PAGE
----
Proposed Amendments not Ratified by the States

During the course of our history, in addition to the 27 amendments which have been ratified by the required three-fourths of the States, six other amendments have been submitted to the States but have not been ratified by them.

Beginning with the proposed Eighteenth Amendment, Congress has customarily included a provision requiring ratification within seven years from the time of the submission to the States. The Supreme Court in Coleman v. Miller, 307 U.S. 433 (1939), declared that the question of the reasonableness of the time within which a sufficient number of States must act is a political question to be determined by the Congress.

In 1789, at the time of the submission of the Bill of Rights, twelve proposed amendments were submitted to the States. Of these, Articles III-XII were ratified and became the first ten amendments to the Constitution. Proposed Articles I and II were not ratified with these ten, but, in 1992, Article II was proclaimed as ratified, 203 years later. The following is the text of proposed Article I:

Article I. After the first enumeration required by the first article of the Constitution, there shall be one Representative for every thirty thousand, until the number shall amount to one hundred, after which the proportion shall be so regulated by Congress, that there shall be not less than one hundred Representatives, nor less than one Representative for every forty thousand persons, until the number of Representatives shall amount to two hundred; after which the proportion shall be so regulated by Congress, that there shall not be less than two hundred Representatives, nor more than one Representative for every fifty thousand persons.

Thereafter, in the 2d session of the 11th Congress, the Congress proposed the following amendment to the Constitution relating to acceptance by citizens of the United States of titles of nobility from any foreign government.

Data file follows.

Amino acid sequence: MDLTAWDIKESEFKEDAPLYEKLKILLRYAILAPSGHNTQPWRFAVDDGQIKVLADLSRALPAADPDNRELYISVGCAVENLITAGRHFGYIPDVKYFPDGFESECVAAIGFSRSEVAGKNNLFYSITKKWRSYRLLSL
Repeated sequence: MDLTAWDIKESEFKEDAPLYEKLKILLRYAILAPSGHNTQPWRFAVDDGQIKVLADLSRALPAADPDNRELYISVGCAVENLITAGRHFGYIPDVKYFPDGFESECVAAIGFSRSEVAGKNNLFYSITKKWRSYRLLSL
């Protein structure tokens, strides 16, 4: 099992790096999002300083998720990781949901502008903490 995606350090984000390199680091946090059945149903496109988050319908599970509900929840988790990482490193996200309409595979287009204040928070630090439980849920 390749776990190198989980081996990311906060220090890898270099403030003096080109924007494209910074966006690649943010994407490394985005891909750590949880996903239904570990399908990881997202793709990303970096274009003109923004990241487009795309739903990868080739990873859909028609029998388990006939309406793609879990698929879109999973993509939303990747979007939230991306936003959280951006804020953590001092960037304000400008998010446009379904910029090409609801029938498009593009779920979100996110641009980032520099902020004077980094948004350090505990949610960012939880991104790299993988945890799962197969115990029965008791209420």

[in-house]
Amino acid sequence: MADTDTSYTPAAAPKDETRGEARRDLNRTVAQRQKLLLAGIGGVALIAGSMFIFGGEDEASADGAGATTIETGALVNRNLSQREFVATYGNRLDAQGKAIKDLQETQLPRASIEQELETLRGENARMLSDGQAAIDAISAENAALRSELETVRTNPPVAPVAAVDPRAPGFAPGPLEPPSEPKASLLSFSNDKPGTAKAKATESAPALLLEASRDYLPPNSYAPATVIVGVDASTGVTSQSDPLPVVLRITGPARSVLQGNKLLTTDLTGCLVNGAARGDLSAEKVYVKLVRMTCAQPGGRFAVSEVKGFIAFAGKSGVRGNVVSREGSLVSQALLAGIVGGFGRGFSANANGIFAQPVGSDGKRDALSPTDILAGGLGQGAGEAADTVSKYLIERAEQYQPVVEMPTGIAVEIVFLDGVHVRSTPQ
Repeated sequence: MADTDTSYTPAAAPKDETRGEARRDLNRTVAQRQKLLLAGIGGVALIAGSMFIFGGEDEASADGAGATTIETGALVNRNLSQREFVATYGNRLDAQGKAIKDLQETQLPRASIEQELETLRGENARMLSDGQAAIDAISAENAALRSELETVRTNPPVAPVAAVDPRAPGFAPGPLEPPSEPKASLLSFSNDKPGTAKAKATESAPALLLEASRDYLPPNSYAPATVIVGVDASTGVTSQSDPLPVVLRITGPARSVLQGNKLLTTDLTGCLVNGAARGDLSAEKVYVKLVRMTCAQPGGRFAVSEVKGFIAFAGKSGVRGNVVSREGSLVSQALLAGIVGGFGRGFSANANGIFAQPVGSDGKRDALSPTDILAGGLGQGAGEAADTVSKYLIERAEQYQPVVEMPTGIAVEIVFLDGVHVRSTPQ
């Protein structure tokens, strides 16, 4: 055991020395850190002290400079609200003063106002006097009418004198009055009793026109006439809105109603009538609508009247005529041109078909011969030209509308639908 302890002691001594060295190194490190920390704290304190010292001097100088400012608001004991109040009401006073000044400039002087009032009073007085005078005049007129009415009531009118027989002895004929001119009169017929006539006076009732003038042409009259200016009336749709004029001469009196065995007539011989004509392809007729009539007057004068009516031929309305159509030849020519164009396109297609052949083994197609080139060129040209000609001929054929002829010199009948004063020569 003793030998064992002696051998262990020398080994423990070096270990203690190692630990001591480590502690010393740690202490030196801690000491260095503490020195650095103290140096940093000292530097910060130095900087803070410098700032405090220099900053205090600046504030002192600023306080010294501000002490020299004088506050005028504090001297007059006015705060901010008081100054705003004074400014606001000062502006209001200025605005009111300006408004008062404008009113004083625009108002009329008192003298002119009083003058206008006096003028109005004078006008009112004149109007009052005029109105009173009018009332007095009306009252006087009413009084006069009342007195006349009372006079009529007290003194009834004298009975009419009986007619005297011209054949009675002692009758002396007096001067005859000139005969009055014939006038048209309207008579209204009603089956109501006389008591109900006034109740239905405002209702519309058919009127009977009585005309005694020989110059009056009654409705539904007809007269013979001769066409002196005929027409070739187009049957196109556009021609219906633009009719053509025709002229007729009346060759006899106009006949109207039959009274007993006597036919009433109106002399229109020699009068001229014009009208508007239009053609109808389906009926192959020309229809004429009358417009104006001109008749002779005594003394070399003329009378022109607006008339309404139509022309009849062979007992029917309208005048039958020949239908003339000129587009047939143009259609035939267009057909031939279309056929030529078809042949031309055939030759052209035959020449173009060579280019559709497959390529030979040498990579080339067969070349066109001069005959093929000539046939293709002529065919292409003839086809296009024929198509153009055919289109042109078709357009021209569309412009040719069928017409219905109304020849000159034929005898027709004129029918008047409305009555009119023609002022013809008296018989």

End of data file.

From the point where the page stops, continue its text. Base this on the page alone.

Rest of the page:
The proposed amendment which was not ratified by three-fourths of the States reads as follows:

Resolved by the Senate and House of Representatives of the United States of America in Congress assembled (two-thirds of both Houses concurring), That the following section be submitted to the legislatures of the several states, which, when ratified by the legislatures of three fourths of the states, shall be valid and binding, as a part of the constitution of the United States.

If any citizen of the United States shall accept, claim, receive or retain any title of nobility or honour, or shall, without the consent of Congress, accept and retain any present, pension, office or emolument of any kind whatever, from any emperor, king, prince or foreign power, such person shall cease to be a citizen of the United States, and shall be incapable of holding any office of trust or profit under them, or either of them.

During the second session of the 36th Congress on March 2, 1861, the following proposed amendment to the Constitution relating to slavery was signed by the President. It is interesting to note in this connection that this is the only proposed amendment to the Constitution ever signed by the President. The President’s signature is considered unnecessary because of the constitutional provision that upon the concurrence of two-thirds of both Houses of Congress the proposal shall be submitted to the States and shall be ratified by three-fourths of the States.

Resolved by the Senate and House of Representatives of the United States of America in Congress assembled, That the following article be proposed to the Legislatures of the several States as an amendment to the Constitution of the United States, which, when ratified by three-fourths of said Legislatures, shall be valid, to all intents and purposes, as part of the said Constitution, viz:

“ARTICLE THIRTEEN